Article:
re: Ruby and Python, them and the differences VIEW POST


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Python, the fastest-growing major programming language, has risen in the ranks of programming languages in our survey yet again, edging out Java this year and standing as the second most loved language (behind Rust).

I'm a personal fan of Ruby and I just think it's a wonderful language. I remember reading The Ruby Programming Language cover-to-cover my senior year of college and just falling in love. Up until then I had only written lower level languages, such as C, C++, Java, Verilog, and Matlab. It was such a breath of fresh air to see a language made for programmers and not for processors.

However, here's what I recall happening:

Python focused on pragmatism and ease of use.

This led to it's adoption in the scientific community and eventually as a great First Language to Learn and eventually as a go-to scripting language and eventually as the go-to general language of choice for many.

Ruby focused on being elegant and a joy for programmers. It focused on developer speed at the cost of execution speed. This was still a contentious topic at the time. It was under the radar practically completely until Ruby on Rails came out. It was HOT. But it also kind of shoehorned Ruby into being the language to use Rails with. I do remember the Agile community particularly loving Ruby exactly because of the developer vs processor speed tradeoff mentioned before.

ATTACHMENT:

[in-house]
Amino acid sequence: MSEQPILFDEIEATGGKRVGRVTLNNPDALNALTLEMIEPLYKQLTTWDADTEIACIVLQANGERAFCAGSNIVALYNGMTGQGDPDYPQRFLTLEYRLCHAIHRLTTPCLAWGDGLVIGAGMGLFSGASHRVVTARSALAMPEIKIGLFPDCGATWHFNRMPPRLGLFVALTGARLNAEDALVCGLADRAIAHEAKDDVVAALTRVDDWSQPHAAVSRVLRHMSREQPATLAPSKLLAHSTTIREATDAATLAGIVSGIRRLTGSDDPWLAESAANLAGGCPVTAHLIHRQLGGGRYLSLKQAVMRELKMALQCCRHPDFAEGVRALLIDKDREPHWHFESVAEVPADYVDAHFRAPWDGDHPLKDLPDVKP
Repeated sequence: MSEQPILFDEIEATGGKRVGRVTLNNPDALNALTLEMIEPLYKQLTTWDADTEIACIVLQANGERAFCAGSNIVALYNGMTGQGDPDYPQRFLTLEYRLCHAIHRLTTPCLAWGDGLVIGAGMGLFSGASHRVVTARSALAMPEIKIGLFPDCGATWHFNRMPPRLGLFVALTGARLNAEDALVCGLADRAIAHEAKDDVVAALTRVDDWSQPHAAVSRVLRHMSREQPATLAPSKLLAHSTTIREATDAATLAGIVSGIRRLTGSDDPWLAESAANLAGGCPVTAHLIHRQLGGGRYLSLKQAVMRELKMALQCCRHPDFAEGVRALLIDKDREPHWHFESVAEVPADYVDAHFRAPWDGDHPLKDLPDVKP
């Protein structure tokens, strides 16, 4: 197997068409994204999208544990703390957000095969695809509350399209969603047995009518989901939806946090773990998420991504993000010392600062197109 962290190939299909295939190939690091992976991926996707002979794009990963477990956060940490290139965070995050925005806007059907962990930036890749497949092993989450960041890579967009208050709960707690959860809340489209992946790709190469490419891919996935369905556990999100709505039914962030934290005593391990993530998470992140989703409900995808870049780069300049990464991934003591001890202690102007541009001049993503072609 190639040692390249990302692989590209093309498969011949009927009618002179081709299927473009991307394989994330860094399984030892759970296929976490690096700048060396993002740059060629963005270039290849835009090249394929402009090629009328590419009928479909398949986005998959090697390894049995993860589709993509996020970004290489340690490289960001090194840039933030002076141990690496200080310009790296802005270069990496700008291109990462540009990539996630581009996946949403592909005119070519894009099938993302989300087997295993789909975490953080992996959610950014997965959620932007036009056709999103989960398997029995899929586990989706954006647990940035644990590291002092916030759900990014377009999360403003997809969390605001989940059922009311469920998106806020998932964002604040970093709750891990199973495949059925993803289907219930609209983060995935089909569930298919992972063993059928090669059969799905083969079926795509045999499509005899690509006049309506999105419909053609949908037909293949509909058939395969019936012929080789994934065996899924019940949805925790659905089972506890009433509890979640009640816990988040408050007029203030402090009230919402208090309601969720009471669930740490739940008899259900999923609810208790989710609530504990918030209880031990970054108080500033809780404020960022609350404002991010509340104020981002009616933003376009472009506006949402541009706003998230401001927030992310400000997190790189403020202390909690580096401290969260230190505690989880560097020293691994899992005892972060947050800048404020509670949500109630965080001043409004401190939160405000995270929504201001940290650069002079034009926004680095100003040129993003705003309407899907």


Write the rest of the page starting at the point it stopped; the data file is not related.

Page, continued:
Python won out by gathering momentum. People want to program in languages that others are using as well because that means there are useful libraries and frameworks to help you with your problem.

Unfortunately, Ruby got married to Rails, and when giant tech companies started moving away from Rails due to scaling issues, others followed suit (even if they didn't need to and they wish they had the scaling problems Twitter did). Once Rails lost the spot as the New Hot Thing, it also lost the appeal to developers looking for a fun, shiny thing to play with.

Regardless of which "wins" I think they're both quite enjoyable to write in. They let you focus on what you really want to do with your program.

The main worry I have about the future of both languages is their viability in the future where we have fewer and fewer individual CPU-core gains and move to more cores and more servers working on problems. To that end, I've begun looking into Go and have been impressed but find some things too low-level.

So to that end, for something that blends the best of Ruby and Go, I turn my sights on the new kid on the block: Crystal

P.S. It may sound like I hop between languages often, but that's only because in my 9to5 I use Java about 99% of the time, so I use my free time to play in the way that I often can't in my day job.

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